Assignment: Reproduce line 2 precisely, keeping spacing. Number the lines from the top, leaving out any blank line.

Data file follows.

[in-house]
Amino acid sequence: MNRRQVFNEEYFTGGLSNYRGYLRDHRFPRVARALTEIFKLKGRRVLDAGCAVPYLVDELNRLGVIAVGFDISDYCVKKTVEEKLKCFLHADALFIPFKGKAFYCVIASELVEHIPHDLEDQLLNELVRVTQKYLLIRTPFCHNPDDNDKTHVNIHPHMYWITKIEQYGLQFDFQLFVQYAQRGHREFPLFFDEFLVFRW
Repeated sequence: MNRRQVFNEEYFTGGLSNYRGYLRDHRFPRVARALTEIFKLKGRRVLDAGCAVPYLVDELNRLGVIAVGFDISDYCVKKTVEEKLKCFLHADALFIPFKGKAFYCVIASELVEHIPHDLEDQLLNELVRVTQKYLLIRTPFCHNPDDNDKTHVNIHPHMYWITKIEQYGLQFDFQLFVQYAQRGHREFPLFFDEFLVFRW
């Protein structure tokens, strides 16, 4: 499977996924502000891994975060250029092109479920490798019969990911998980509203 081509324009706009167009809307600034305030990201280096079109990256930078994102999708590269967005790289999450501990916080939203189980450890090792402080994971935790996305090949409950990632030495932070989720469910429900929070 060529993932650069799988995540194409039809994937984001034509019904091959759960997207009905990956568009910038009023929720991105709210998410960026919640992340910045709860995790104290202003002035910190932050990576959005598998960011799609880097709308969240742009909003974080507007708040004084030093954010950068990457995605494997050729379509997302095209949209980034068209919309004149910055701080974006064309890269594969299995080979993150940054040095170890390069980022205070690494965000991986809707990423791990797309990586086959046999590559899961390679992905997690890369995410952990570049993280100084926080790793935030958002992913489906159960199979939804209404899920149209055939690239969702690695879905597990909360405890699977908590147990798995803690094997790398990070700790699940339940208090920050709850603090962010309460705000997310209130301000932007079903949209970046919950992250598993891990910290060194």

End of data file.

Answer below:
Amino acid sequence: MNRRQVFNEEYFTGGLSNYRGYLRDHRFPRVARALTEIFKLKGRRVLDAGCAVPYLVDELNRLGVIAVGFDISDYCVKKTVEEKLKCFLHADALFIPFKGKAFYCVIASELVEHIPHDLEDQLLNELVRVTQKYLLIRTPFCHNPDDNDKTHVNIHPHMYWITKIEQYGLQFDFQLFVQYAQRGHREFPLFFDEFLVFRW